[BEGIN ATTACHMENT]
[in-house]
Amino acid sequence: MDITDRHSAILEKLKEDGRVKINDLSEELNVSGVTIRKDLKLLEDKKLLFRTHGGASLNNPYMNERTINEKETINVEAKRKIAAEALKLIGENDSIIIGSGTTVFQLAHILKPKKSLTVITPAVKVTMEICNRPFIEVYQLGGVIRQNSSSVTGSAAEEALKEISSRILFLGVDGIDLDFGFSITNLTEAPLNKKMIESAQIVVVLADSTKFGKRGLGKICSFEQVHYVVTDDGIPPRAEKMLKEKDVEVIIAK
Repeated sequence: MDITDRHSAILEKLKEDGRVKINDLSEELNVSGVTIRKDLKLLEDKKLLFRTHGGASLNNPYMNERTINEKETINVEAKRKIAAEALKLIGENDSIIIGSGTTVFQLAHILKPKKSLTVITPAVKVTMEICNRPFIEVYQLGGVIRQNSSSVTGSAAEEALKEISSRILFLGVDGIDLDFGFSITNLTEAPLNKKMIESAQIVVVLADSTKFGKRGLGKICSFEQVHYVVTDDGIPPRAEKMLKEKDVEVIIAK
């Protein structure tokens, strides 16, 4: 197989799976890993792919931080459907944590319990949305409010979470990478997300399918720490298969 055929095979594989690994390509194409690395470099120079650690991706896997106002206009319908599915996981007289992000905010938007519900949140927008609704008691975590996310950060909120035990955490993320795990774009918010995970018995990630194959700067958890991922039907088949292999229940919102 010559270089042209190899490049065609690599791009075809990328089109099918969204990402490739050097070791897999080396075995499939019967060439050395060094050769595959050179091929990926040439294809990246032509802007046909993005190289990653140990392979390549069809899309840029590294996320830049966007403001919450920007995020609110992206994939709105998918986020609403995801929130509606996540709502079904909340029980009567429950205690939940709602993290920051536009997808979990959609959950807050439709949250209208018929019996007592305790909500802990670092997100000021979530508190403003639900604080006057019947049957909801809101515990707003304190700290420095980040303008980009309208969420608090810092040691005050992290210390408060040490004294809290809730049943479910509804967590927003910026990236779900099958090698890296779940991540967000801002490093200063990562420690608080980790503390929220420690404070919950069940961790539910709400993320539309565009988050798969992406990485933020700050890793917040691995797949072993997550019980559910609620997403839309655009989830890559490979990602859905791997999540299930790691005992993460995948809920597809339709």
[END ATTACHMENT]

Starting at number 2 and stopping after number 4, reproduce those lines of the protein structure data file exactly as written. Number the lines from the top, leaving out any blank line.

Amino acid sequence: MDITDRHSAILEKLKEDGRVKINDLSEELNVSGVTIRKDLKLLEDKKLLFRTHGGASLNNPYMNERTINEKETINVEAKRKIAAEALKLIGENDSIIIGSGTTVFQLAHILKPKKSLTVITPAVKVTMEICNRPFIEVYQLGGVIRQNSSSVTGSAAEEALKEISSRILFLGVDGIDLDFGFSITNLTEAPLNKKMIESAQIVVVLADSTKFGKRGLGKICSFEQVHYVVTDDGIPPRAEKMLKEKDVEVIIAK
Repeated sequence: MDITDRHSAILEKLKEDGRVKINDLSEELNVSGVTIRKDLKLLEDKKLLFRTHGGASLNNPYMNERTINEKETINVEAKRKIAAEALKLIGENDSIIIGSGTTVFQLAHILKPKKSLTVITPAVKVTMEICNRPFIEVYQLGGVIRQNSSSVTGSAAEEALKEISSRILFLGVDGIDLDFGFSITNLTEAPLNKKMIESAQIVVVLADSTKFGKRGLGKICSFEQVHYVVTDDGIPPRAEKMLKEKDVEVIIAK
């Protein structure tokens, strides 16, 4: 197989799976890993792919931080459907944590319990949305409010979470990478997300399918720490298969 055929095979594989690994390509194409690395470099120079650690991706896997106002206009319908599915996981007289992000905010938007519900949140927008609704008691975590996310950060909120035990955490993320795990774009918010995970018995990630194959700067958890991922039907088949292999229940919102 010559270089042209190899490049065609690599791009075809990328089109099918969204990402490739050097070791897999080396075995499939019967060439050395060094050769595959050179091929990926040439294809990246032509802007046909993005190289990653140990392979390549069809899309840029590294996320830049966007403001919450920007995020609110992206994939709105998918986020609403995801929130509606996540709502079904909340029980009567429950205690939940709602993290920051536009997808979990959609959950807050439709949250209208018929019996007592305790909500802990670092997100000021979530508190403003639900604080006057019947049957909801809101515990707003304190700290420095980040303008980009309208969420608090810092040691005050992290210390408060040490004294809290809730049943479910509804967590927003910026990236779900099958090698890296779940991540967000801002490093200063990562420690608080980790503390929220420690404070919950069940961790539910709400993320539309565009988050798969992406990485933020700050890793917040691995797949072993997550019980559910609620997403839309655009989830890559490979990602859905791997999540299930790691005992993460995948809920597809339709």